Constructing Topic Models
1. Preparing your Data:
The first step to working with topic models is to pre-process, or clean, your data. However, the decisions that you make at this stage will have an effect on the patterns recognizable to a topic model, so make sure to consider the consequences of your cleaning.
- Remove punctuation and uncapitalize. Topic modeling does not “read” a text in a semantic sense. Because of this, capitalized words will be read as “different” from uncapitalized words, and punctuation can erroneously be considered in your topics.
- Remove stop-words (like I, and, the). Sometimes these words are superfluous to the patterns that your research is attempting to identify, and because they are so common, it can make sense to remove them from consideration in the model.
- Ensure your texts can be imported into your tool. Some programs will import an entire file directory, so make sure that only the files you want analyzed are in the location you point to.
2. Constructing the Model
There are a variety of tools that you can use to construct topic models, with MALLET being a fairly standard implementation. Regardless of your tool or programming language of choice, there are several parameters that you can change before running the model on your data.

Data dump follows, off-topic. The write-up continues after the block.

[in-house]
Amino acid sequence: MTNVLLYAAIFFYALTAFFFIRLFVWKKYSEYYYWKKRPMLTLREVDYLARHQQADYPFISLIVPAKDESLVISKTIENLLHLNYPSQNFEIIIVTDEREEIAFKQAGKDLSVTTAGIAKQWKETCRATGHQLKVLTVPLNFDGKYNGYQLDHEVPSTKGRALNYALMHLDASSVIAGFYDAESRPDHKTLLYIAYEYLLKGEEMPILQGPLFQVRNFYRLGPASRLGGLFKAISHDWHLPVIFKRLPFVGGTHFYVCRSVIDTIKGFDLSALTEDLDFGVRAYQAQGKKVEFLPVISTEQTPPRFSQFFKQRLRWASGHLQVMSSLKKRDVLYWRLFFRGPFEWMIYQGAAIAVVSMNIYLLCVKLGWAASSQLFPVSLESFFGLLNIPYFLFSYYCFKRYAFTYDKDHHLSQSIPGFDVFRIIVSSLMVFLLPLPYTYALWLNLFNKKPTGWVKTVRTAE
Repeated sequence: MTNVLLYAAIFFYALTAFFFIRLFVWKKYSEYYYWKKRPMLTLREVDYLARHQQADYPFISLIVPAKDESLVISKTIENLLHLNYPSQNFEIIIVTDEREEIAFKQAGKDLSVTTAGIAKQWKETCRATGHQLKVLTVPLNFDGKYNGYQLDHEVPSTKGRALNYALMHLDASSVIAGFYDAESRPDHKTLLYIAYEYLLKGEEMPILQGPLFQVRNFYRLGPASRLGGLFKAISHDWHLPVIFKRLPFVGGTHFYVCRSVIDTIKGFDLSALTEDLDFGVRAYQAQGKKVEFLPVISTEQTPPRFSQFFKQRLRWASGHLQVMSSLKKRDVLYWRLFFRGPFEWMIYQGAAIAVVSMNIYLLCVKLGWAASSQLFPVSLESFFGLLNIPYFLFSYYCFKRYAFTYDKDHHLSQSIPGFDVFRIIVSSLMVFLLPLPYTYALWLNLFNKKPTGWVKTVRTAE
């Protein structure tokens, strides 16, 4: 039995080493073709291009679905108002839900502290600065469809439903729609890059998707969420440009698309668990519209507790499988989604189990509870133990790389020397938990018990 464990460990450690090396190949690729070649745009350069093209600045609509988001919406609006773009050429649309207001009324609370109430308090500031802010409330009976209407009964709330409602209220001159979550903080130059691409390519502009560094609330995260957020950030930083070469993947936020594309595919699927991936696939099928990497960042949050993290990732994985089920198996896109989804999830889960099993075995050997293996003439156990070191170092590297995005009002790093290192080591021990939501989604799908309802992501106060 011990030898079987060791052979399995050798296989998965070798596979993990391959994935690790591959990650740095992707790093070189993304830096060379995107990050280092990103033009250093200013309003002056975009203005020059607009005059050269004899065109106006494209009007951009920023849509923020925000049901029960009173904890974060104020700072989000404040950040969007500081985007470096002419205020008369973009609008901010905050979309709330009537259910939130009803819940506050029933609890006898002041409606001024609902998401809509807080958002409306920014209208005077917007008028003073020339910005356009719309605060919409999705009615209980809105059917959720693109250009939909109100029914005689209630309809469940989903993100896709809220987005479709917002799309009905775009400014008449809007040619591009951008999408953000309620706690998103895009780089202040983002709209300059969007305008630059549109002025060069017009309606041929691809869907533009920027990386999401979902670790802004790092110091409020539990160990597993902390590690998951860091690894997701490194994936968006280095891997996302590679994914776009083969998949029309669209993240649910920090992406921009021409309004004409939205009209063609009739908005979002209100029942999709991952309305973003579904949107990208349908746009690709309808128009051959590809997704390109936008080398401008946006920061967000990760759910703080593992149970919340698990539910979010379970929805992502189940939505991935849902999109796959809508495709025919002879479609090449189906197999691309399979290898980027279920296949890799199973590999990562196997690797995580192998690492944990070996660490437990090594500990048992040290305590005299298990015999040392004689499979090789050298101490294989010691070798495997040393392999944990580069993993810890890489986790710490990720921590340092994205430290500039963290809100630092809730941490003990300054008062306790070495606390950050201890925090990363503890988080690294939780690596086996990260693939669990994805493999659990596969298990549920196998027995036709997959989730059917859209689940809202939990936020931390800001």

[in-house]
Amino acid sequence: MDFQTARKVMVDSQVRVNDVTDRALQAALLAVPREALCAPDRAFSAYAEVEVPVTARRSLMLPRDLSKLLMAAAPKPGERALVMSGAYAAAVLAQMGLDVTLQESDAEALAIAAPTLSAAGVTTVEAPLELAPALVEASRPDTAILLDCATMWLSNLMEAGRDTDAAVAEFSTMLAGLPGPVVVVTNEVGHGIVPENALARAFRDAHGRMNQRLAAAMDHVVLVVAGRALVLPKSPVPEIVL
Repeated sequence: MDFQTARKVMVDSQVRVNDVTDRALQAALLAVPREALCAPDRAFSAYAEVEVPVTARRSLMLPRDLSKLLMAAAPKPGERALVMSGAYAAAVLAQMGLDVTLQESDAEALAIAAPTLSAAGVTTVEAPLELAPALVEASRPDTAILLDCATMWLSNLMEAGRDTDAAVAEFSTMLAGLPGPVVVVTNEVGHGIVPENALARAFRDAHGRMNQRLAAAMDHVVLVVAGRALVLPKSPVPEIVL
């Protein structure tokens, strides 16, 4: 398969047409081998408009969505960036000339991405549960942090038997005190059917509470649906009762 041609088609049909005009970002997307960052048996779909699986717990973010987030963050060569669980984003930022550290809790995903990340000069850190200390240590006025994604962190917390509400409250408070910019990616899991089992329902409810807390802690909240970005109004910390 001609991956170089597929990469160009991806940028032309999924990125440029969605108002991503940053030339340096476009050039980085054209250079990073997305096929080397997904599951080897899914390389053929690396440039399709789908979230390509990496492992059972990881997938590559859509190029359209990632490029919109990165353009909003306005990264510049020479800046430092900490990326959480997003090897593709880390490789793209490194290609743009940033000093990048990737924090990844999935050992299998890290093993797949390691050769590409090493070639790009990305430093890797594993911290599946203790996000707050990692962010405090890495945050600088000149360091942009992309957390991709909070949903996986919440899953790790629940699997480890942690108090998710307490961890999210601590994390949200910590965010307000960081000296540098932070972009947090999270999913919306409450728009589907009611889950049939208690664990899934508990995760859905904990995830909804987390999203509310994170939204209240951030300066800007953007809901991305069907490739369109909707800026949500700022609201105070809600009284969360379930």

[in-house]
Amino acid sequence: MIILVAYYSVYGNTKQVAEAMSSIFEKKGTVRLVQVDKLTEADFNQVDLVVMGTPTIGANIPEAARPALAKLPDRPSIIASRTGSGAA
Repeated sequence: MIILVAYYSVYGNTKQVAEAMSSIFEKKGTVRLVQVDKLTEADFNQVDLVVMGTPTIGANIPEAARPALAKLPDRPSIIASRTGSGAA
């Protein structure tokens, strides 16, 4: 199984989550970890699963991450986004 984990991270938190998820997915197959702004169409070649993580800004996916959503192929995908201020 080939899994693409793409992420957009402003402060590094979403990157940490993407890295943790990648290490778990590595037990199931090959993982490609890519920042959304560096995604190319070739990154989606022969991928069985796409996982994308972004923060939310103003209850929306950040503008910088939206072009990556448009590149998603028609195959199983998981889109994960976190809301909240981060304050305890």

How many topics (k)?
There is usually no single correct number of topics for your data, but too few clusters will produce topics that are overly broad and too many clusters will result in overlapping or too similar topics. Regardless, you will need to tell the model how many topics to identify. Some larger analyses have over one hundred topics, where smaller ones may have 10-20.
- Topic modeling runs its analysis several times over the entire set of data to have a better probability in identifying patterns. How many times should your test run to improve its validity? Greater than 200 is a safe bet.
3. Evaluating your topics
After you run your model, you will have to read and evaluate your results. In short, how do you know that your topic model found a pattern that is reflective of your data? What insights does this pattern offer into your analysis of the corpus or texts? There are a couple of ways to check:
- Do your results make sense to you? If your topics are sets of words that seem to have no relationship to one another, you may have to refine your parameters.
- Do your results make sense to other humans? You can use other readers to confirm the validity of your topics.
- Do they make sense to a computer? There are several computational predictions of a topic's coherence (or how much it would make sense to a human), including the Palmetto project analysis tool.
- How do different parameters change your results? In order to make an argument for your topics, you should probably compare different sets of possible topics.